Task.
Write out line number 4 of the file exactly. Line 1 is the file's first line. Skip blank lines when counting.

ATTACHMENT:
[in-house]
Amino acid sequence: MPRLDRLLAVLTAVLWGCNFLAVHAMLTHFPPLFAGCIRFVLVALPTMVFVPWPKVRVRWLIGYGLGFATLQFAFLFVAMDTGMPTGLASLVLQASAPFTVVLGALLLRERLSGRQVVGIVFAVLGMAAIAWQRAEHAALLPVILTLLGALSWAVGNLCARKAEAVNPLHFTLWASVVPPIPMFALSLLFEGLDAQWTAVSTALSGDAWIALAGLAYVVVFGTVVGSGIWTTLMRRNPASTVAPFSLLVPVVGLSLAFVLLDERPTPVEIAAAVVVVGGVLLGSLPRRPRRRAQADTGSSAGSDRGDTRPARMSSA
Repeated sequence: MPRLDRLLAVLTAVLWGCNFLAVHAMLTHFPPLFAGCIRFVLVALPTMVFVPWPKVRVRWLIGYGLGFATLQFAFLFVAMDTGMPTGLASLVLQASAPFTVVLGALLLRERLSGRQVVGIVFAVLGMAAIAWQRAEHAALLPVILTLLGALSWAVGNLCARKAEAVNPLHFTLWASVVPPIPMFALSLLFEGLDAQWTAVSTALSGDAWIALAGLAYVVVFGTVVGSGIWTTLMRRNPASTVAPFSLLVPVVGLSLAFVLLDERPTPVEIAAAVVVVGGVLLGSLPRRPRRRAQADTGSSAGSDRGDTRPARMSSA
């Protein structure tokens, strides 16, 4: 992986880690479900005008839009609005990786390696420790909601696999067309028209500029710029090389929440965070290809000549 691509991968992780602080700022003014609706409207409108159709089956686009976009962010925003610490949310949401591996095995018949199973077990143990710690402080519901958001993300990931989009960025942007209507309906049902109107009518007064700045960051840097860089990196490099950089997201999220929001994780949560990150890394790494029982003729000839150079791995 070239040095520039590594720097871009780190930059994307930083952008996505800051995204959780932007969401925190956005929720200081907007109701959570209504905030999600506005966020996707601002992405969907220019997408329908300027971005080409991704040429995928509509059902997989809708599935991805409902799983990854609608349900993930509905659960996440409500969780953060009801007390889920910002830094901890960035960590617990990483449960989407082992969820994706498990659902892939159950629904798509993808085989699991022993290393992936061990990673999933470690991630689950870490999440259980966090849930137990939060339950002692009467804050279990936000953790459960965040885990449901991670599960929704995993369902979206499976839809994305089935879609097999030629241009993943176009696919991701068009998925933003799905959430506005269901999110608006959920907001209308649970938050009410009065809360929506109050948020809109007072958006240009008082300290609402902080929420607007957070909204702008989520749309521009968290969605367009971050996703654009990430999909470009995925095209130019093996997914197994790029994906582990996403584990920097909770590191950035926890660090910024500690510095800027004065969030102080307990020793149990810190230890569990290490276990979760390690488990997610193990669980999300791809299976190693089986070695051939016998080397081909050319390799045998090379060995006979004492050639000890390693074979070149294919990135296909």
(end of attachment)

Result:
């Protein structure tokens, strides 16, 4: 992986880690479900005008839009609005990786390696420790909601696999067309028209500029710029090389929440965070290809000549 691509991968992780602080700022003014609706409207409108159709089956686009976009962010925003610490949310949401591996095995018949199973077990143990710690402080519901958001993300990931989009960025942007209507309906049902109107009518007064700045960051840097860089990196490099950089997201999220929001994780949560990150890394790494029982003729000839150079791995 070239040095520039590594720097871009780190930059994307930083952008996505800051995204959780932007969401925190956005929720200081907007109701959570209504905030999600506005966020996707601002992405969907220019997408329908300027971005080409991704040429995928509509059902997989809708599935991805409902799983990854609608349900993930509905659960996440409500969780953060009801007390889920910002830094901890960035960590617990990483449960989407082992969820994706498990659902892939159950629904798509993808085989699991022993290393992936061990990673999933470690991630689950870490999440259980966090849930137990939060339950002692009467804050279990936000953790459960965040885990449901991670599960929704995993369902979206499976839809994305089935879609097999030629241009993943176009696919991701068009998925933003799905959430506005269901999110608006959920907001209308649970938050009410009065809360929506109050948020809109007072958006240009008082300290609402902080929420607007957070909204702008989520749309521009968290969605367009971050996703654009990430999909470009995925095209130019093996997914197994790029994906582990996403584990920097909770590191950035926890660090910024500690510095800027004065969030102080307990020793149990810190230890569990290490276990979760390690488990997610193990669980999300791809299976190693089986070695051939016998080397081909050319390799045998090379060995006979004492050639000890390693074979070149294919990135296909």